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Best macro lens for dragonflies

 
 
Paul Flackett
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      08-22-2005
In message <(E-Mail Removed) om>,
wavelength <(E-Mail Removed)> writes
>
>(E-Mail Removed) wrote:
>> Graham Archer wrote:
>>
>> > Hi, I have a Nikon D70 and I would like to take some pictures of
>> >dragonflies

>>
>> Even at 200mm, you will need a very co-operative dragonfly (unless you
>> like chilling them -- or let nature do the chilling and you take
>> pictures of them in the early morning.)
>>
>> Otherwise, get the Nikon equivalent of a 300/4 telephoto and a 2x
>> converter: a reasonable setup (especially if it can close-focus like
>> the Canon EF 300/4L IS). Flash advised.

>
>I agree,
>
>I shoot dragonflies (or try to) all the time with a 200mm IS lens, and
>it's pretty difficult to get the little buggers to stand still when you
>get within 10 feet (2 meters or so)
>
>Butterflies are even worse, and forget trying to get a grasshopper that
>you don't just happen upon.
>
>Get a 400, just go for the big guns.
>

I can see how such a big lens might make the difference between getting
a shot or not, but the original poster specifically asked about a macro
lens ie. he wants to capture detail. It is doubtful whether a big lens
such as a 400 (I have a 400 IS myself) will focus close enough to
capture the detail he is after. And if you want to stand a chance of
capturing flight shots, you'd need to be real lucky to even get one in
the viewfinder with a big lens. Birds have a fairly predictable flight
path, dragonflies definitely do not.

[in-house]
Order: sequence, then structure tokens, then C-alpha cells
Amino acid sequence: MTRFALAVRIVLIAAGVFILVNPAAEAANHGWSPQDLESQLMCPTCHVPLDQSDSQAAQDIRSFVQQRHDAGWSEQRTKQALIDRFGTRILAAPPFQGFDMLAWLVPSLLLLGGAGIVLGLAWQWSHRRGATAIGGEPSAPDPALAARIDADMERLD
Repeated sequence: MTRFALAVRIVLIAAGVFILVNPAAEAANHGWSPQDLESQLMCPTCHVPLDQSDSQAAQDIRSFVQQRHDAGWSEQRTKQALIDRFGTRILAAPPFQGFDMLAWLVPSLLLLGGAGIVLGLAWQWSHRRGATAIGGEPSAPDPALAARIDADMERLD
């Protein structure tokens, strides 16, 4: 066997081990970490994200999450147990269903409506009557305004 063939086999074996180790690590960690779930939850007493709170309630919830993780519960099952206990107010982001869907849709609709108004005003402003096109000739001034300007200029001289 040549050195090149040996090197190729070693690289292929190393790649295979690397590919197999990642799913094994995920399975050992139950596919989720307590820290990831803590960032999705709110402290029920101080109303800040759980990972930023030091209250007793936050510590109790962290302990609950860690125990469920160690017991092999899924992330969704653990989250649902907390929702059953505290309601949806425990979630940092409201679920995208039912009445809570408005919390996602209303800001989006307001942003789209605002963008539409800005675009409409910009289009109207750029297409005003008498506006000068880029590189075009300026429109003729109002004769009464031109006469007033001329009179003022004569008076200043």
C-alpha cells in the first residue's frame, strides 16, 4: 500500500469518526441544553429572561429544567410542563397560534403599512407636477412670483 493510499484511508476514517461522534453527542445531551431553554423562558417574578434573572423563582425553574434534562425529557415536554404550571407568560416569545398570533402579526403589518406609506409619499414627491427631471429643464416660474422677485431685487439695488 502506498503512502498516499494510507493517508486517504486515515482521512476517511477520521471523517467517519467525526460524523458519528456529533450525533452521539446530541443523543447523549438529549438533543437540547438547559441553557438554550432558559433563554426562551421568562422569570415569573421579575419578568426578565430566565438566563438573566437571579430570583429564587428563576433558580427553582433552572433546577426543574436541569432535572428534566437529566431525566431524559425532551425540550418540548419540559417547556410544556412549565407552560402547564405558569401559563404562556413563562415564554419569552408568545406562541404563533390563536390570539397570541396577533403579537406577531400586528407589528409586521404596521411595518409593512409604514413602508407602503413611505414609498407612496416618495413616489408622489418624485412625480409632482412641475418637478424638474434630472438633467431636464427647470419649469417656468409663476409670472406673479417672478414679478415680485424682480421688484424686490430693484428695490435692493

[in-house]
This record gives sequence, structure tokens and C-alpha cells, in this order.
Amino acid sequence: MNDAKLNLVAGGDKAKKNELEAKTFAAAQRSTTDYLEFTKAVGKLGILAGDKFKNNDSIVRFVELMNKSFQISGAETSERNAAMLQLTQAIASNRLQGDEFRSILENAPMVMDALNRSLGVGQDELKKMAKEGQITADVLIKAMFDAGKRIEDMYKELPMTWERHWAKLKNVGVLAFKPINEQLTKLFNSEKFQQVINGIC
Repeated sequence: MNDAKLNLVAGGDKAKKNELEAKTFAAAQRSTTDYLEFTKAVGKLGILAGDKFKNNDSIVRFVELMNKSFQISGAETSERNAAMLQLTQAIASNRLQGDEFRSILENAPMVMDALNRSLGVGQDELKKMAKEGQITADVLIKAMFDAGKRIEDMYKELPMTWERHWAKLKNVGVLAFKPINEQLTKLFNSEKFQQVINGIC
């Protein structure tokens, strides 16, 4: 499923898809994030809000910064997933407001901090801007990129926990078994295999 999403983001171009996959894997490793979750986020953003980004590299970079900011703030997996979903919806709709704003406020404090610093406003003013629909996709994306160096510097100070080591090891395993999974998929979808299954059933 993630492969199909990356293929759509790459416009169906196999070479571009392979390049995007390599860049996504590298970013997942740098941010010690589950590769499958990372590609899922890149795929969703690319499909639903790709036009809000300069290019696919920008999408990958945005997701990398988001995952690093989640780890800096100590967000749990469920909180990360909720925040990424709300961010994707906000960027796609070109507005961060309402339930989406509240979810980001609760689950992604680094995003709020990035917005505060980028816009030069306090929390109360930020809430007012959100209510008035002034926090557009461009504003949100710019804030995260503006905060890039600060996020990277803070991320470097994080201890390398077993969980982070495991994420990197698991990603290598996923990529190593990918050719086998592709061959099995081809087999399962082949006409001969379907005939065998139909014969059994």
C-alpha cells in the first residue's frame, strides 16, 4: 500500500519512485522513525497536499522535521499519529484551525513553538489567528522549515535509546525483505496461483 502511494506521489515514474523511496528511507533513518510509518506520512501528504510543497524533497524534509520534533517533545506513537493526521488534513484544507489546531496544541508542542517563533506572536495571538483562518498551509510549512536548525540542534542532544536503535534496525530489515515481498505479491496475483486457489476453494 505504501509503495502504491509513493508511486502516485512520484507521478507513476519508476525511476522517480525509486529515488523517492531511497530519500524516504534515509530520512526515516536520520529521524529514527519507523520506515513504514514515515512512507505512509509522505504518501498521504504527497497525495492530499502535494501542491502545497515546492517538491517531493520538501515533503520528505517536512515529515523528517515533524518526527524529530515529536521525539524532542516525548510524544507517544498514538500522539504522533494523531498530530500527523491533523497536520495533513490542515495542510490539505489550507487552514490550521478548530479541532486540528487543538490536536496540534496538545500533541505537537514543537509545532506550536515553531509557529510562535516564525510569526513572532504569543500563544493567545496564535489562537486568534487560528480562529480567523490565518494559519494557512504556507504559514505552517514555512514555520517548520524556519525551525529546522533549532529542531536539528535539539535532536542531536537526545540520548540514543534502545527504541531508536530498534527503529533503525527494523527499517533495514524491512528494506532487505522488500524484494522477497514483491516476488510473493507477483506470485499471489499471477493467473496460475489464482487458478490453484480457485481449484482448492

I'm on a Canon system, and whilst I'm not saying this is definitely the
best lens for the job, I use a 100mm macro (150mm equivalent in 35mm
terms). Image stabilisation would be a definite bonus though.

I only bought the lens 2 months ago (mostly I'm a bird photographer).
These are some of the shots I have taken with it.

http://www.rainow.demon.co.uk/images...-in-flight.jpg
http://www.rainow.demon.co.uk/images...els-mating.jpg
www.rainow.demon.co.uk/images/Golden-ring.jpg

.....and you'll need to maximise your browser window to see this one at
its best.....

http://www.rainow.demon.co.uk/images...r-close-up.jpg

--
Paul Flackett

 
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=?iso-8859-1?Q?Rita_=C4_Berkowitz?=
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      08-22-2005
Paul Flackett wrote:

> I'm on a Canon system, and whilst I'm not saying this is definitely
> the best lens for the job, I use a 100mm macro (150mm equivalent in
> 35mm terms). Image stabilisation would be a definite bonus though.
>
> I only bought the lens 2 months ago (mostly I'm a bird photographer).
> These are some of the shots I have taken with it.
>
> http://www.rainow.demon.co.uk/images...-in-flight.jpg
> http://www.rainow.demon.co.uk/images...els-mating.jpg
> www.rainow.demon.co.uk/images/Golden-ring.jpg
>
> ....and you'll need to maximise your browser window to see this one at
> its best.....
>
> http://www.rainow.demon.co.uk/images...r-close-up.jpg


Spectacular shots! What is the working distance with the 100mm for these
shots? I use a Nikon Micro 105mm and have a hard time getting close enough
to dragonflies without scaring them.



Rita

 
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kombi45@yahoo.com
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      08-22-2005

Paul Flackett wrote:

> http://www.rainow.demon.co.uk/images...-in-flight.jpg


This one is incredible - great shot, Paul!

Ben

 
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Paul Flackett
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      08-22-2005
In message <(E-Mail Removed)>, Rita Ä Berkowitz
<(E-Mail Removed)> writes
>Paul Flackett wrote:
>
>> I'm on a Canon system, and whilst I'm not saying this is definitely
>> the best lens for the job, I use a 100mm macro (150mm equivalent in